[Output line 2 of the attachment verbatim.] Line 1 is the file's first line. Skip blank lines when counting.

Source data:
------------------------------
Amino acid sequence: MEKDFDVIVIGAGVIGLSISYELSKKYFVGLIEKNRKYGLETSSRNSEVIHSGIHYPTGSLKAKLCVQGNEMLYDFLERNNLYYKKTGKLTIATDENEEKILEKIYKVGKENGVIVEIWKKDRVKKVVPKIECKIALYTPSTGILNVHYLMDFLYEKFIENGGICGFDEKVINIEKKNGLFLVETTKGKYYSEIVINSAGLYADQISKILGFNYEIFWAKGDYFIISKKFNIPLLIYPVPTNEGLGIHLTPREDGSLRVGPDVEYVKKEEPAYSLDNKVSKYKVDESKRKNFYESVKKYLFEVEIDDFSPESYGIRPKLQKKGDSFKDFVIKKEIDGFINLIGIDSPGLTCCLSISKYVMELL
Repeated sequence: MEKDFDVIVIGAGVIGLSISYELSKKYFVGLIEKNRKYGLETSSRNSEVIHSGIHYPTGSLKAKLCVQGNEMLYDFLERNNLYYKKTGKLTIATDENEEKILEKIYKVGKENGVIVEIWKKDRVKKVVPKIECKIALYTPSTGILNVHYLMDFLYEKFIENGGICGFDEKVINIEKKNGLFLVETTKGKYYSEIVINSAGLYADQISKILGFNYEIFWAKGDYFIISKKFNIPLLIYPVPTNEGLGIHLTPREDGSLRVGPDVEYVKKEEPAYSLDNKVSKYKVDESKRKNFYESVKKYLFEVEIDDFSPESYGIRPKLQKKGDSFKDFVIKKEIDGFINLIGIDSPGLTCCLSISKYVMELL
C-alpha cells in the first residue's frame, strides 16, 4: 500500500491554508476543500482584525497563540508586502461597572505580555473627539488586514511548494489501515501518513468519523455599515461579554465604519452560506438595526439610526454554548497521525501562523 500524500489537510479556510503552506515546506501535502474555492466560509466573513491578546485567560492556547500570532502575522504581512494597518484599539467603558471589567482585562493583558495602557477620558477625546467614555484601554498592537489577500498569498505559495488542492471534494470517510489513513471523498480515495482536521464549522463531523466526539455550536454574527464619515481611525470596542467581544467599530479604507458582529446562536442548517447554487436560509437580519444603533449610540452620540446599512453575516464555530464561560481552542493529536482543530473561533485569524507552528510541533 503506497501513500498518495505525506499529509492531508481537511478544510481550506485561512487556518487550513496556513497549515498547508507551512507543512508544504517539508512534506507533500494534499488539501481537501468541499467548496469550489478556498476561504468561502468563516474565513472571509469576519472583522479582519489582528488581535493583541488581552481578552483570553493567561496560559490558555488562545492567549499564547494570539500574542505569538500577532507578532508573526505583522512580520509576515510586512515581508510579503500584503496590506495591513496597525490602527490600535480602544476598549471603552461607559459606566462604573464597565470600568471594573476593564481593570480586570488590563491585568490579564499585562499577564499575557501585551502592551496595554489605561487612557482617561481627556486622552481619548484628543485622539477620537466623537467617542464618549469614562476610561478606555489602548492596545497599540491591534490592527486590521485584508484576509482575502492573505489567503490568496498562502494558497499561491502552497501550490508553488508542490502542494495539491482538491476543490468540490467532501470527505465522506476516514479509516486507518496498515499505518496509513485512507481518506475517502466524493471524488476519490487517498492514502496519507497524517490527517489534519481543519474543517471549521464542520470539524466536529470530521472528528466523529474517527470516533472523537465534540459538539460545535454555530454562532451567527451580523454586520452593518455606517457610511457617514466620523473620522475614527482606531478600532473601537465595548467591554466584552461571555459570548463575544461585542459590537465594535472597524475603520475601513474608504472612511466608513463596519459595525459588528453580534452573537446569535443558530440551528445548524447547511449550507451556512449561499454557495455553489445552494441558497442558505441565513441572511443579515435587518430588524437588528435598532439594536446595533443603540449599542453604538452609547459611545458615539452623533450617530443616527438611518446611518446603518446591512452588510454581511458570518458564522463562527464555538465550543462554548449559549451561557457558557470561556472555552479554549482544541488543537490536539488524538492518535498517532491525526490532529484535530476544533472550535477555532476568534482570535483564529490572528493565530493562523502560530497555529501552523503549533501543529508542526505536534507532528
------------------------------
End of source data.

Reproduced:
Repeated sequence: MEKDFDVIVIGAGVIGLSISYELSKKYFVGLIEKNRKYGLETSSRNSEVIHSGIHYPTGSLKAKLCVQGNEMLYDFLERNNLYYKKTGKLTIATDENEEKILEKIYKVGKENGVIVEIWKKDRVKKVVPKIECKIALYTPSTGILNVHYLMDFLYEKFIENGGICGFDEKVINIEKKNGLFLVETTKGKYYSEIVINSAGLYADQISKILGFNYEIFWAKGDYFIISKKFNIPLLIYPVPTNEGLGIHLTPREDGSLRVGPDVEYVKKEEPAYSLDNKVSKYKVDESKRKNFYESVKKYLFEVEIDDFSPESYGIRPKLQKKGDSFKDFVIKKEIDGFINLIGIDSPGLTCCLSISKYVMELL